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Epic prevails in suit against Silicon Knights, receives $4.45M in damages

Epic Games VP Mark Rein says his company won its court case against Silicon Knights, which accused Epic of failing to provide a functional version of Unreal Engine 3. [Update: Confirmed -- Epic awarded $4.45 million in damages.]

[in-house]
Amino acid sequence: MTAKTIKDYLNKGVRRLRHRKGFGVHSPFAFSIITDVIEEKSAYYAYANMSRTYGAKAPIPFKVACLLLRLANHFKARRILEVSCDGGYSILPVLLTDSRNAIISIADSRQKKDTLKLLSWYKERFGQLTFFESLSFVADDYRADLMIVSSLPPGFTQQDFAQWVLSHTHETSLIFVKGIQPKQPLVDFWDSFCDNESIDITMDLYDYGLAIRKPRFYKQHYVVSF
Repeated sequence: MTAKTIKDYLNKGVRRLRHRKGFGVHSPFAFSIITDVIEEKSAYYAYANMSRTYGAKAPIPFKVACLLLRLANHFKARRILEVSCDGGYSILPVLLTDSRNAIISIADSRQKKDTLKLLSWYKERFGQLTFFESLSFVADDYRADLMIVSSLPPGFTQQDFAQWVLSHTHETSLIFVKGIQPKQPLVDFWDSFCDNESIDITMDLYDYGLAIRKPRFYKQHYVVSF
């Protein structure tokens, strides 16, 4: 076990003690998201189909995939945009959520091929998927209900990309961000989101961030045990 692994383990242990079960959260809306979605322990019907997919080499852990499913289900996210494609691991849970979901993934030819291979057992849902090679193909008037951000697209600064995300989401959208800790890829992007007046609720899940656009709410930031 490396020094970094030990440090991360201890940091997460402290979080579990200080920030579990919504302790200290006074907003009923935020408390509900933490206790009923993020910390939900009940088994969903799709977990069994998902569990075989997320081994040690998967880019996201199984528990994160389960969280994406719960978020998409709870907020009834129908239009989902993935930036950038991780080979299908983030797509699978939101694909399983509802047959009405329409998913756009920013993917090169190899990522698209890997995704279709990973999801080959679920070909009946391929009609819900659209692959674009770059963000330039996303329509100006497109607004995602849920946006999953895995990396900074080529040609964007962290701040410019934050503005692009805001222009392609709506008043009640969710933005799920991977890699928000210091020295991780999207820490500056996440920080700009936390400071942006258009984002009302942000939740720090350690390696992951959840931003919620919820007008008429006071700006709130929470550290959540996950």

Epic Games VP Mark Rein says his company won its court case against Silicon Knights, which accused Epic of failing to provide a functional version of Unreal Engine 3 for development of the 2008 Xbox 360 game Too Human. "Case over. Jury finds for Epic on all counts," said the Epic executive in a Tweet. The case had been a cloud over the two companies for the past five years. Gamasutra has reached out to Silicon Knights and Epic Games for confirmation. This legal dispute began in 2007 when the Canadian studio accused North Carolina-based Epic Games (Gear of War series) of "sabotaging efforts by Silicon Knights and others to develop their own video games" with the company's Unreal Engine 3. Silicon Knights, which licensed Unreal Engine 3, alleged that issues with the engine resulted in Too Human's two-year delay and low sales. An analyst brought in by the studio for the lawsuit estimated that Silicon Knights suffered over $58 million in damages from lost royalties, publisher bonuses, and profits from future projects. North Carolina chief district judge James Dever III, however, took issue with the analyst's calculations and excluded his testimony and reports. The judge eventually decided that Silicon Knights would only be able to sue for $1 in damages, after the developer failed to provide a detailed breakdown of damages. Silicon Knights' charges against Epic Games included fraud, negligent misrepresentation, intentional interference with contractual relations, intentional interference with prospective economic advantage, breach of warranty, unfair and deceptive trade practices, common law unfair competition, unjust enrichment, contract rescission or reformation, common law breach of contract, and breach of contract under the North Carolina Uniform Commercial Code. [Update: Gamasutra has received conformation that Epic Games has won the case against Silicon Knights. In addition, the jury has ruled in favor of all of Epic's counterclaims, which state that Silicon Knights breached the Unreal Engine license agreement, misappropriated Epic's trade secrets, and infringed Epic's copyrights in the Unreal Engine 3 code. As a result, Epic has been awarded damages totaling $4.45 million. The company also has the option to submit a request to the court for a full reimbursement of its legal fees. "We are delighted with the jury's verdict and all of the hard work done by the Hunton & Williams legal team," said Epic's general council, Jay Andrews.]

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